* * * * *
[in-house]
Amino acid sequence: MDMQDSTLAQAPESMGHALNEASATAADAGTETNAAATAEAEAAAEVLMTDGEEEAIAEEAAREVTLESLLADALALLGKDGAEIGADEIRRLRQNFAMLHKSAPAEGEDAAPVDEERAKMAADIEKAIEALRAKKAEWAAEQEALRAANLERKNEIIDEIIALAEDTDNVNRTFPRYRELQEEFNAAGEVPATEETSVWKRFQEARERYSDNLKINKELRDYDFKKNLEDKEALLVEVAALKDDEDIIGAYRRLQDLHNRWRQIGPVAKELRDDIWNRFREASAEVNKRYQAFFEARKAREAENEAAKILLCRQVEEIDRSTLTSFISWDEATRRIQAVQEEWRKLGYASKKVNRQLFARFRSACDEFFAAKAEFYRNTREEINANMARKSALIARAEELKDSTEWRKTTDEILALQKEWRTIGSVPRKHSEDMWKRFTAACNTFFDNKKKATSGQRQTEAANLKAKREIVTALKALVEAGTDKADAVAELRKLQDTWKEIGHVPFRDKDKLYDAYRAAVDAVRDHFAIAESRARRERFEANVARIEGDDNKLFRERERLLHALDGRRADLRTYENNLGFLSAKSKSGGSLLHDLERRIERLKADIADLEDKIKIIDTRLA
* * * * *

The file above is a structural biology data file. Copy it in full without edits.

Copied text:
[in-house]
Amino acid sequence: MDMQDSTLAQAPESMGHALNEASATAADAGTETNAAATAEAEAAAEVLMTDGEEEAIAEEAAREVTLESLLADALALLGKDGAEIGADEIRRLRQNFAMLHKSAPAEGEDAAPVDEERAKMAADIEKAIEALRAKKAEWAAEQEALRAANLERKNEIIDEIIALAEDTDNVNRTFPRYRELQEEFNAAGEVPATEETSVWKRFQEARERYSDNLKINKELRDYDFKKNLEDKEALLVEVAALKDDEDIIGAYRRLQDLHNRWRQIGPVAKELRDDIWNRFREASAEVNKRYQAFFEARKAREAENEAAKILLCRQVEEIDRSTLTSFISWDEATRRIQAVQEEWRKLGYASKKVNRQLFARFRSACDEFFAAKAEFYRNTREEINANMARKSALIARAEELKDSTEWRKTTDEILALQKEWRTIGSVPRKHSEDMWKRFTAACNTFFDNKKKATSGQRQTEAANLKAKREIVTALKALVEAGTDKADAVAELRKLQDTWKEIGHVPFRDKDKLYDAYRAAVDAVRDHFAIAESRARRERFEANVARIEGDDNKLFRERERLLHALDGRRADLRTYENNLGFLSAKSKSGGSLLHDLERRIERLKADIADLEDKIKIIDTRLA